It is to my surprise that many people tend to believe their opinions are inherently sacred, or that they’re at least worthy of being untouched by criticism simply by virtue of the fact that they themselves uttered the respective affirmations.
Such convictions are not only apocryphal, but they are simply wrong. EVERYONE’S opinions should be criticized, regardless of whose face they come out of. There is no need to abuse the appeal to authority fallacy or the appeal to incredulity fallacy, unless you do not value reason that is.
Even though my convictions on this topic should be completely innocuous, there will be many people who will vehemently disagree with me. They will say, “Well, everyone’s entitled to their opinion.” Yes, while this is true, this does not mean that we must, nor that we should value everyone’s opinions as if they were indisputably veridical or ethical.
It should be crystal clear to everyone reading this that there are people in this world who withhold barbarically grotesque and extremely dangerous beliefs and opinions regarding how we should treat other people.
And for the following examples, these opinions are not covertly kept nestled away in the minds of their associated thinkers. No, their opinions are but the precursors to mass suffering, persecution, and toxic immorality which any sane or rational person would find incomprehensible.
The following picture was taken showing a group of ISIS members throwing a man accused of being gay off of a tall building to make the point that homosexuality is bad. If beliefs such as this should be valued by virtue of the fact that they are derived from a “sacred” religion, then perhaps you are simply too brainwashed to see how truly disturbing and disgusting this common practice truly is.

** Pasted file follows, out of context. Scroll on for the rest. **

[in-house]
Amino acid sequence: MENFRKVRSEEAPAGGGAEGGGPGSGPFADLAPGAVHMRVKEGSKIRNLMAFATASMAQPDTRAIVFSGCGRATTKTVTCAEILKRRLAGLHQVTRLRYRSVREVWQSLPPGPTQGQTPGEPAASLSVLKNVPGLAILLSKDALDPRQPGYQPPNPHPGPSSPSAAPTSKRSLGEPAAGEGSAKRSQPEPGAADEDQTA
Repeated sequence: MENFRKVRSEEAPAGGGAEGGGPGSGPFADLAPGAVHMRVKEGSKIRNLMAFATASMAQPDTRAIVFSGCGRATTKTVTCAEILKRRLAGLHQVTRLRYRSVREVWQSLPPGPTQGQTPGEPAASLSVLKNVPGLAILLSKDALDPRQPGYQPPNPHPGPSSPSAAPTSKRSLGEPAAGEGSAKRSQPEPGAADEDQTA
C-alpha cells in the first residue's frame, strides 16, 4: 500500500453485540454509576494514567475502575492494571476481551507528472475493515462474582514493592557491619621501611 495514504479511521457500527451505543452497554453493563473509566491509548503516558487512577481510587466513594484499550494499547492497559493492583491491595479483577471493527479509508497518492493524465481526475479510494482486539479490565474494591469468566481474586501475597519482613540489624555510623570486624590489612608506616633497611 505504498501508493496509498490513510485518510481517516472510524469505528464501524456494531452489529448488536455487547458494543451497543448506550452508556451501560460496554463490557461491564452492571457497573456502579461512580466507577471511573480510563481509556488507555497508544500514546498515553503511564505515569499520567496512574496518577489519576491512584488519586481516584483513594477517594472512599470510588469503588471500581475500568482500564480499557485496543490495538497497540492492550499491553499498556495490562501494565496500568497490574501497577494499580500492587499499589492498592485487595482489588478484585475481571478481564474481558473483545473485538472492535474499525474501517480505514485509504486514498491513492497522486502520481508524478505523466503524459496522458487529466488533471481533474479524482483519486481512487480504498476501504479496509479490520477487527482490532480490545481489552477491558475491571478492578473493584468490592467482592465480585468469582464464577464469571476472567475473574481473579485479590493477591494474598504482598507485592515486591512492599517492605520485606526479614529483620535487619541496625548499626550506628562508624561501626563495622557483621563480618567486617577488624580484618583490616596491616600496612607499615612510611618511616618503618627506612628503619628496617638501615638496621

Image source: HAARETZ.com
What about in India where 68% of people believe that someone suffering from mental illness should not be given any responsibilities? Or even more ethically vacuous, which is the belief that one of the main causes of mental illness is the lack of self-discipline and will-power. An embarrassing 60% of Indians withhold the aforementioned opinion.
This entire study (including 3,556 participants in 8 different cities) can be read here: TLLLF National Survey Report.
What about the opinions of the rapists in the Democratic Republic of the Congo, a place which is considered as “The Rape Capital of the World” and “The most dangerous place on earth to be a woman”? Should their opinions on feminism be respected and valued or should we use our brains and be honest with ourselves and come to the reasonable conclusion that everyone’s beliefs should be criticized and that no one’s opinions are sacred.
To say that everyone’s beliefs should be valued or respected is to say that the foregoing examples of rational negligence are not only okay, but that they are also impervious to criticism. This is completely insane and has serious consequences that can easily be empirically observed.
In The Moral Landscape, Sam Harris eloquently states the following:
…it is important to realize that our inability to answer a question says nothing about whether the question itself has an answer. Exactly how many people were bitten by mosquitoes in the last sixty seconds? How many of these people will contract malaria? How many will die as a result? Given the technical challenges involved, no team of scientists could possibly respond to such questions. And yet we know that they admit of simple numerical answers. Does our inability to gather the relevant data oblige us to respect all opinions equally? Of course not. In the same way, the fact that we may not be able to resolve specific moral dilemmas does not suggest that all competing responses to them are equally valid.
I can go on and on giving you examples of people thinking and behaving irrationally, oppressing minorities, and psychopathically exploiting others, but I hope that my point has been made so to not belabor it. It is indeed true that your opinions are not sacred, and neither are mine.
Feel free to disagree in the comments below. Just know that your opinions are indeed worthy of criticism.
Thomas is the founder and CEO of PsychTimes.com. He deeply enjoys writing about psychology and ethics. Besides writing, he’s also deeply interested in the many different aspects of search engine optimization.